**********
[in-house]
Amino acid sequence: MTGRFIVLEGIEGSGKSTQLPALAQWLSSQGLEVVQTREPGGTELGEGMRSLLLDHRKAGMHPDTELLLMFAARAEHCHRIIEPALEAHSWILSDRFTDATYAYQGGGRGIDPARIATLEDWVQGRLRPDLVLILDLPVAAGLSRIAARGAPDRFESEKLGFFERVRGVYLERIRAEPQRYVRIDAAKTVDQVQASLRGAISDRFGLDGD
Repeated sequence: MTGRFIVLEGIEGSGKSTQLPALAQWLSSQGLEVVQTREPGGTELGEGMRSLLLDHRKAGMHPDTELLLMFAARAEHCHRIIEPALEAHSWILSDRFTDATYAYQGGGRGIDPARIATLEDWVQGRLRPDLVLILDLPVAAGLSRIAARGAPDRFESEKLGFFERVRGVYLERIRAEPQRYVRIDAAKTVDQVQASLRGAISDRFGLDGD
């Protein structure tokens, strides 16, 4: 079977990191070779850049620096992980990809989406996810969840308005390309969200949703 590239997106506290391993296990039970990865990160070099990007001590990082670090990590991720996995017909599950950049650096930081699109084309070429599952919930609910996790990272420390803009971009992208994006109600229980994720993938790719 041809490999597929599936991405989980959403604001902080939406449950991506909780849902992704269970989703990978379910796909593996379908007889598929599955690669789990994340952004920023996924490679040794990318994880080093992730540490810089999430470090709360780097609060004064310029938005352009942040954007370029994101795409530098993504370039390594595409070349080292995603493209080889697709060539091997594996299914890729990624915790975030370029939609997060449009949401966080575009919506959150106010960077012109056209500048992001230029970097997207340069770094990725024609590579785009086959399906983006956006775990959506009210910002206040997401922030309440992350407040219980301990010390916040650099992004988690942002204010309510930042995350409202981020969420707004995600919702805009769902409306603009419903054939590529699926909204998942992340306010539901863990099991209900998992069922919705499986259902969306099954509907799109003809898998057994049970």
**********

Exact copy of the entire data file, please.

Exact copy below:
[in-house]
Amino acid sequence: MTGRFIVLEGIEGSGKSTQLPALAQWLSSQGLEVVQTREPGGTELGEGMRSLLLDHRKAGMHPDTELLLMFAARAEHCHRIIEPALEAHSWILSDRFTDATYAYQGGGRGIDPARIATLEDWVQGRLRPDLVLILDLPVAAGLSRIAARGAPDRFESEKLGFFERVRGVYLERIRAEPQRYVRIDAAKTVDQVQASLRGAISDRFGLDGD
Repeated sequence: MTGRFIVLEGIEGSGKSTQLPALAQWLSSQGLEVVQTREPGGTELGEGMRSLLLDHRKAGMHPDTELLLMFAARAEHCHRIIEPALEAHSWILSDRFTDATYAYQGGGRGIDPARIATLEDWVQGRLRPDLVLILDLPVAAGLSRIAARGAPDRFESEKLGFFERVRGVYLERIRAEPQRYVRIDAAKTVDQVQASLRGAISDRFGLDGD
């Protein structure tokens, strides 16, 4: 079977990191070779850049620096992980990809989406996810969840308005390309969200949703 590239997106506290391993296990039970990865990160070099990007001590990082670090990590991720996995017909599950950049650096930081699109084309070429599952919930609910996790990272420390803009971009992208994006109600229980994720993938790719 041809490999597929599936991405989980959403604001902080939406449950991506909780849902992704269970989703990978379910796909593996379908007889598929599955690669789990994340952004920023996924490679040794990318994880080093992730540490810089999430470090709360780097609060004064310029938005352009942040954007370029994101795409530098993504370039390594595409070349080292995603493209080889697709060539091997594996299914890729990624915790975030370029939609997060449009949401966080575009919506959150106010960077012109056209500048992001230029970097997207340069770094990725024609590579785009086959399906983006956006775990959506009210910002206040997401922030309440992350407040219980301990010390916040650099992004988690942002204010309510930042995350409202981020969420707004995600919702805009769902409306603009419903054939590529699926909204998942992340306010539901863990099991209900998992069922919705499986259902969306099954509907799109003809898998057994049970």